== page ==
This week, fans of music, melodrama and ridiculous wigs welcomed the return of Trapped in the Closet, R. Kelly‘s hip-hop soap opera, which returns to IFC the day after Thanksgiving with 20 new episodes. (Watch the recapping Chapter 23 here.) The singer-provocateur is having a busy fall — he’s touring with his “Single Ladies” show, aimed at just what the title suggests, and has announced a racy new album, Black Panties, forthcoming next year. Meanwhile, Kelly has some young rivals in the field of creative R&B: Frank Ocean‘s in the studio with Jay-Z and Pharrell, and Miguel has just released the gorgeous Kaleidoscope Dream, which promises to make it onto many a year-end best list. And the business of R&B is in the news, with Billboard instituting a new chart solely devoted to songs from the genre.
It’s a good time to check in with someone who really knows the genre. Nelson George wrote the essential histories The Death of of Rhythm and Blues and Buppies, Baps and Bohos and has recently transformed himself into a documentarian of black music. (Check out the Kickstarter for his current screen collaboration with the venerable music producer Arthur Baker, Finding the Funk, or his film memoir, Brooklyn Boheme, on ITunes.) (George is also a novelist; his latest, The Plot Against Hip Hop was a finalist for the 2012 NAACP Image Award in Literature. I’m always excited to hear what George thinks about a given musical moment, and when I discovered that he was one of the very few men who caught the first big “Ladies Only” tour — the one Teddy Pendergrass mounted in the late 1970s — I decided to ask for his views on the current state of smooth.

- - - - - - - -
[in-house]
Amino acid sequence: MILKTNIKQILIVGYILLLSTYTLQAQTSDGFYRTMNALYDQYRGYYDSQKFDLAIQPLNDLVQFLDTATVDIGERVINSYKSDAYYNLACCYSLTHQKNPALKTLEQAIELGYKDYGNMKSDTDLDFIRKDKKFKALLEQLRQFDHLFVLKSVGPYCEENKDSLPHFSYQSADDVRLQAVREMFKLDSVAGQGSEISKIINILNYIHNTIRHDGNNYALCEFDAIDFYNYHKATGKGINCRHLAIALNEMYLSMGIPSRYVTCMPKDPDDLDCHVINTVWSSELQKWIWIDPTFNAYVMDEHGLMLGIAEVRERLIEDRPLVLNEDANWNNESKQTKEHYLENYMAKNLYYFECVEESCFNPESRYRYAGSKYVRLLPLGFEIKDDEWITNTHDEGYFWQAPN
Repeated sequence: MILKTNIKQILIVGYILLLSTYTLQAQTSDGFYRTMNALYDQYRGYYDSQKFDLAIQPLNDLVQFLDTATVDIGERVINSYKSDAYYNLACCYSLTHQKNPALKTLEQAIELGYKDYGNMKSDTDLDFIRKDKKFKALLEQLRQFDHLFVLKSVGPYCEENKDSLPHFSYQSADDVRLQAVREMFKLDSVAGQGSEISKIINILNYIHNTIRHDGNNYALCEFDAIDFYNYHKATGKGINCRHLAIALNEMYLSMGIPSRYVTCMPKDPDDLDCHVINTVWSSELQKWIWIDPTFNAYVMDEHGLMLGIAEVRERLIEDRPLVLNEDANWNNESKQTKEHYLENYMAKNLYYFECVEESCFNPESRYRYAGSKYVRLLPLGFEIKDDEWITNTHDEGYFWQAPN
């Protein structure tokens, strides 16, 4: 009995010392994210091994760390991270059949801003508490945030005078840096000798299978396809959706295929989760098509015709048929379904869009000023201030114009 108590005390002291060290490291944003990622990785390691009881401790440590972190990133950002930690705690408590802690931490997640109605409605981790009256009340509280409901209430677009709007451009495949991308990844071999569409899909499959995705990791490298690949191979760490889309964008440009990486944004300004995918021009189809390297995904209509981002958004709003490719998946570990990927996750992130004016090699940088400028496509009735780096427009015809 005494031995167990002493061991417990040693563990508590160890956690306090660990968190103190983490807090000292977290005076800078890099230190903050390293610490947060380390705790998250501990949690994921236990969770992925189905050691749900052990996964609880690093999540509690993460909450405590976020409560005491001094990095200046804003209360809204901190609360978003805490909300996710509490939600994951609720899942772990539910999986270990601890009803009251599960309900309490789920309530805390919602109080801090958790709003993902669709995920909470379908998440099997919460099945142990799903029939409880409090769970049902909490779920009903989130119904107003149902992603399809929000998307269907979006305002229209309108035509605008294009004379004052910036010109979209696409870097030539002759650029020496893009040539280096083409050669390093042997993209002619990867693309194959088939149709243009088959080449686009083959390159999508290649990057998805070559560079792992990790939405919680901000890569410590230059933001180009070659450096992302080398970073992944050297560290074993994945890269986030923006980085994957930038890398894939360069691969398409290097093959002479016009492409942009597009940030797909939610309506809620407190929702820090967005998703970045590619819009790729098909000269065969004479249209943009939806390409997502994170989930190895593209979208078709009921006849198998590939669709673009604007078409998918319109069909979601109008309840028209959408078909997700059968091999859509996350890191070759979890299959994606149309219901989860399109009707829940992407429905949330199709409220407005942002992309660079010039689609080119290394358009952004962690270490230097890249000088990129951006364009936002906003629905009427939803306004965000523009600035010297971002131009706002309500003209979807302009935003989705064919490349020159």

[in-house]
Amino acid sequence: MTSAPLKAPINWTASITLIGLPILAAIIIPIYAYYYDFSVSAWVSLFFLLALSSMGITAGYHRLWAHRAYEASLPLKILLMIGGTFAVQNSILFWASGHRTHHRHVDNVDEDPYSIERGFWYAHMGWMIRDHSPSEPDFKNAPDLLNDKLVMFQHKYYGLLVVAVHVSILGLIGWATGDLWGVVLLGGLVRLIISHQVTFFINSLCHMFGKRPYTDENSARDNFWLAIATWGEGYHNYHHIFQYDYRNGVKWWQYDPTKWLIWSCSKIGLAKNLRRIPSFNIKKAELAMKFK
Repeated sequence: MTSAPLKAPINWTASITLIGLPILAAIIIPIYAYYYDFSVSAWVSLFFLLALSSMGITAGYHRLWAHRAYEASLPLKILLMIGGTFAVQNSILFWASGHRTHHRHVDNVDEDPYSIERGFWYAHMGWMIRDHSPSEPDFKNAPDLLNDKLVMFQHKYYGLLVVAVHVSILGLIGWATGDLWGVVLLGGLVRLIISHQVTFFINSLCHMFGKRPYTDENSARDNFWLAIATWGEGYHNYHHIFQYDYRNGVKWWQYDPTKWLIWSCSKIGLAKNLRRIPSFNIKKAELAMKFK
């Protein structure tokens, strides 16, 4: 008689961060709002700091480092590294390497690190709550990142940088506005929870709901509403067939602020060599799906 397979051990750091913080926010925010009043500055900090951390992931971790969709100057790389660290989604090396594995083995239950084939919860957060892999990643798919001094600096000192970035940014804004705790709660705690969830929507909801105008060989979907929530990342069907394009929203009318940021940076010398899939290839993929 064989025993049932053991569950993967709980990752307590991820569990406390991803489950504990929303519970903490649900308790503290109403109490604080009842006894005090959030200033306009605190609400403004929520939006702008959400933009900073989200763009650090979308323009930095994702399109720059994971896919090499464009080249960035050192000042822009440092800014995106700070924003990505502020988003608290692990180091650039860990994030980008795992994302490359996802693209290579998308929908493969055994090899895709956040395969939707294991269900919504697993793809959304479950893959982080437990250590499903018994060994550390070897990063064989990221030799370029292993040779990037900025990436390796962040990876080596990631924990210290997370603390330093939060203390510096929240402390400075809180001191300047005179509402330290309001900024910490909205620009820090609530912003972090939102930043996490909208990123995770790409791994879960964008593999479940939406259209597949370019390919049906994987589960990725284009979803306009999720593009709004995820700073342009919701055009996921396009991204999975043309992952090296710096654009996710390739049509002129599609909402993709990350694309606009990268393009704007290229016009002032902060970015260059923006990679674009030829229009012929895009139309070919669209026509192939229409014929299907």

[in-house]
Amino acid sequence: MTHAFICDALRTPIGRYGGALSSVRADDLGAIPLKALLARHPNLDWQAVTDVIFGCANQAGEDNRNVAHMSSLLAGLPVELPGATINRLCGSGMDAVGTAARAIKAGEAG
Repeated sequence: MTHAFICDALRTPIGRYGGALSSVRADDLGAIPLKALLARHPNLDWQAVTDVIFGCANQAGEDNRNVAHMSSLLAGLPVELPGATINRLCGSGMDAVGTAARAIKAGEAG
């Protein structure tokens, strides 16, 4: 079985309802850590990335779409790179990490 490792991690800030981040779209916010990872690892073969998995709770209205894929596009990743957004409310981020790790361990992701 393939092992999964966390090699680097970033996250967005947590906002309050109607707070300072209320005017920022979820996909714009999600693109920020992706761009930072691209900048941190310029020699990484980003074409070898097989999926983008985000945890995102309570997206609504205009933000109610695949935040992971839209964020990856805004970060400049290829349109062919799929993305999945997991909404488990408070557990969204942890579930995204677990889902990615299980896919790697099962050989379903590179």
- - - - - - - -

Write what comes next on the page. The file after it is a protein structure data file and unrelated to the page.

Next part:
NPR: This is an interesting moment for R&B. There’s a lot of innovation and quite a bit of good old-fashion sexiness. R. Kelly is crossing the country on his “Single Ladies” tour, selling his brand of ribald heat to mostly female audiences. The supergroup TGT (Tyrese, Ginuwine and Tank) will do something similar on an upcoming “Shirts Off” tour. Why do you think these older artists are going so hard for the ladies lately?
Nelson George: Hip-hop has always been challenging for adult women. Even women who grew up with it and love it as a genre have problems with many individual artists and songs. Moreover, the youth orientation of hip-hop makes it seem like even “emo” MCs like Drake are talking to teens or young adults — not women with kids or ex-husbands. R&B and soul have always been about adult situations and adult emotions, with songs of devotion, desire and delight aimed squarely at women. R&B, unlike hip-hop, is where the conversation is overwhelmingly about love and usually aimed at seducing or at least engaging women listeners. Ladies like to be the center of attention, and they always are in R&B. So concerts aimed squarely at them makes perfect business and aesthetic sense.
Read the rest of this story on NPR.org